Need help upgrading laptop hard drive!

Discussion in 'Acronis True Image Product Line' started by sjagers, Mar 24, 2005.

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  1. sjagers

    sjagers Registered Member

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    I need to swap out existing 60GB HDD in IBM Thinkpad T41 for a new, 80GB HDD. Operating system is Windows XP Professional... and TrueImage 8.0 is installed. I have CDRW drive and have burned a TrueImage Boot CD.

    I have a 160GB Maxtor removeable HDD connected through USB 2.0 hub.

    And I just bought a USB 2.0 hard drive enclosure (2.5 inch) that will be used for the old drive as extra storage later.

    What to do? Put new HDD in the enclosure (USB 2.0) and send image to it... and install it in laptop? Or send image to Maxtor removeable HDD... put new HDD in laptop... and transfer image back to it?

    Existing HDD is NTFS format and I want new HDD to be the same, but am not sure if it's formatted now.

    I've also read about problems with drive letter assignment not ending up as C:\ when using a removeable storage device. Adjusting MBR (Master Boot Record), etc. to fix.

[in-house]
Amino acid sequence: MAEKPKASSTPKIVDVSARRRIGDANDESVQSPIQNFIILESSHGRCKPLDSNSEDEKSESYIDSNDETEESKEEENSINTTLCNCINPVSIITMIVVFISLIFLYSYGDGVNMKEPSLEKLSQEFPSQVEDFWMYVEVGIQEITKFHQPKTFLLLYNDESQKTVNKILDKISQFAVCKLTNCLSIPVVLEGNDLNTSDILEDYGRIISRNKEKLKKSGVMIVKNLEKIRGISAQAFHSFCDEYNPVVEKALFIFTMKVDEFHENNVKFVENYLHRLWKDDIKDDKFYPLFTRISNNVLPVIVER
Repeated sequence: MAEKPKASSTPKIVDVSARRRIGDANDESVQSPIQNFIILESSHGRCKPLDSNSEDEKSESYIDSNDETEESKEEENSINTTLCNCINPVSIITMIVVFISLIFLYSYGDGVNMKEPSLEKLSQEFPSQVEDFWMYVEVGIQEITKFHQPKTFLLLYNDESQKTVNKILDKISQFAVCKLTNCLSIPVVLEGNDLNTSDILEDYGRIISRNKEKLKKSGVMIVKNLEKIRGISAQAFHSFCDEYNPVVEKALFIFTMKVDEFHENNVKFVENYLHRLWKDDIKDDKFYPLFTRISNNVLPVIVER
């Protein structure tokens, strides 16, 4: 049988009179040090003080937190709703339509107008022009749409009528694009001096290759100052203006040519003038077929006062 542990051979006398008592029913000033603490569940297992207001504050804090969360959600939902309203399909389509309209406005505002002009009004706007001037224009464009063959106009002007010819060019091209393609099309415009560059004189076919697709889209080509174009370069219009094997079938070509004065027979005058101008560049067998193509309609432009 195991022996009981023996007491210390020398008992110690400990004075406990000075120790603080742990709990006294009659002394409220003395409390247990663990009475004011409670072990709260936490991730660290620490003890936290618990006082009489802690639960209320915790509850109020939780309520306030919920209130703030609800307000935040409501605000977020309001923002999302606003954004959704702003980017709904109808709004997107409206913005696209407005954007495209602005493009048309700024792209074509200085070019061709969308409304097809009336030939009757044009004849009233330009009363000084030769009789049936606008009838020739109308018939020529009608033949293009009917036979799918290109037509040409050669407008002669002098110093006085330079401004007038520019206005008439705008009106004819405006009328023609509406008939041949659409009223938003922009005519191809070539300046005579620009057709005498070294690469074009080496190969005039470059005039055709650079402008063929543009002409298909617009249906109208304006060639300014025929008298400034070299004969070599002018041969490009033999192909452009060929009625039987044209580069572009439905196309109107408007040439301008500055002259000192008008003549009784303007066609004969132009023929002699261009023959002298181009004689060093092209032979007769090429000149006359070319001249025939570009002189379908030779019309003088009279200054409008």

Can someone please help?
     
  2. MiniMax

    MiniMax Registered Member

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    > Or send image to Maxtor removeable HDD... put new HDD in laptop... and transfer image back to it?

    That is what I would do.

    And I would not worry about drive letters being changed. As the new drive replaces the old one (make sure you get the master/slave/cable-select jumper on the new drive right!) it will be *the* bootable drive - and will always be designated the C: drive.
     
  3. iflyprivate

    iflyprivate Registered Member

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    I completely disagree because the advice may cause your computer to fail to operate properly. Here's why:

    It's bad practice (for many reasons) to create an image of one hard drive and restore it to a different hard drive. We can discuss reasons later......

    Instead, temporarily install your new 80GB drive into the 2.5" enclosure and connect it to the laptop.

    Boot from the TrueImage 8 Rescue CD (create it if you haven't already got it) full version and CLONE your internal 60GB hard drive to the new external (temporary) 80GB hard drive. Select "Automatic" and "Proportional" for the partitions.

    When complete, eject the CD and disconnect the external 80GB hard drive. Shut down and swap out the hard drive mechanisms.